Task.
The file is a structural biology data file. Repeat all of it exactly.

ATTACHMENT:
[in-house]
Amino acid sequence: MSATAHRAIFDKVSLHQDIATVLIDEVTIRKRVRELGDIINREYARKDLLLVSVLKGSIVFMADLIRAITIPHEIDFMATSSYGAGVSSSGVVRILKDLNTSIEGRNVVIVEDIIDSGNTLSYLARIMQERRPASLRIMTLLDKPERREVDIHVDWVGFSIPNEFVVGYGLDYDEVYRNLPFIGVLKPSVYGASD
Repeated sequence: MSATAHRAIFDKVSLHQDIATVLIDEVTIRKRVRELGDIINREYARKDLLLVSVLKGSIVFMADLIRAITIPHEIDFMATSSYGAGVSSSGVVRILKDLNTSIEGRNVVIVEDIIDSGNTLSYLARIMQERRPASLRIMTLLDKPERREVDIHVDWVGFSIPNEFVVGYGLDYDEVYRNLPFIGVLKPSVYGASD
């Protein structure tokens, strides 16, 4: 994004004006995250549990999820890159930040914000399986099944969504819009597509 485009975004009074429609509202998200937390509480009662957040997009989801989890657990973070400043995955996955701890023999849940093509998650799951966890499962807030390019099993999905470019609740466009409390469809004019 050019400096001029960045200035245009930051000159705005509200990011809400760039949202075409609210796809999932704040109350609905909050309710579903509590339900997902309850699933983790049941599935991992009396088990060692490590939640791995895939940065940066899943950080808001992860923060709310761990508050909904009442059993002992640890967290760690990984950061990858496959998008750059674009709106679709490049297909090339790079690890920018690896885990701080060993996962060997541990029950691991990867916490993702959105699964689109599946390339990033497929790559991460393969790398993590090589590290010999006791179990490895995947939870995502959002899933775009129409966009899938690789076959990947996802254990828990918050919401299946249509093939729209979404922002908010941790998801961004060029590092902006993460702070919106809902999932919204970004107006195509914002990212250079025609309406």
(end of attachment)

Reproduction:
[in-house]
Amino acid sequence: MSATAHRAIFDKVSLHQDIATVLIDEVTIRKRVRELGDIINREYARKDLLLVSVLKGSIVFMADLIRAITIPHEIDFMATSSYGAGVSSSGVVRILKDLNTSIEGRNVVIVEDIIDSGNTLSYLARIMQERRPASLRIMTLLDKPERREVDIHVDWVGFSIPNEFVVGYGLDYDEVYRNLPFIGVLKPSVYGASD
Repeated sequence: MSATAHRAIFDKVSLHQDIATVLIDEVTIRKRVRELGDIINREYARKDLLLVSVLKGSIVFMADLIRAITIPHEIDFMATSSYGAGVSSSGVVRILKDLNTSIEGRNVVIVEDIIDSGNTLSYLARIMQERRPASLRIMTLLDKPERREVDIHVDWVGFSIPNEFVVGYGLDYDEVYRNLPFIGVLKPSVYGASD
């Protein structure tokens, strides 16, 4: 994004004006995250549990999820890159930040914000399986099944969504819009597509 485009975004009074429609509202998200937390509480009662957040997009989801989890657990973070400043995955996955701890023999849940093509998650799951966890499962807030390019099993999905470019609740466009409390469809004019 050019400096001029960045200035245009930051000159705005509200990011809400760039949202075409609210796809999932704040109350609905909050309710579903509590339900997902309850699933983790049941599935991992009396088990060692490590939640791995895939940065940066899943950080808001992860923060709310761990508050909904009442059993002992640890967290760690990984950061990858496959998008750059674009709106679709490049297909090339790079690890920018690896885990701080060993996962060997541990029950691991990867916490993702959105699964689109599946390339990033497929790559991460393969790398993590090589590290010999006791179990490895995947939870995502959002899933775009129409966009899938690789076959990947996802254990828990918050919401299946249509093939729209979404922002908010941790998801961004060029590092902006993460702070919106809902999932919204970004107006195509914002990212250079025609309406």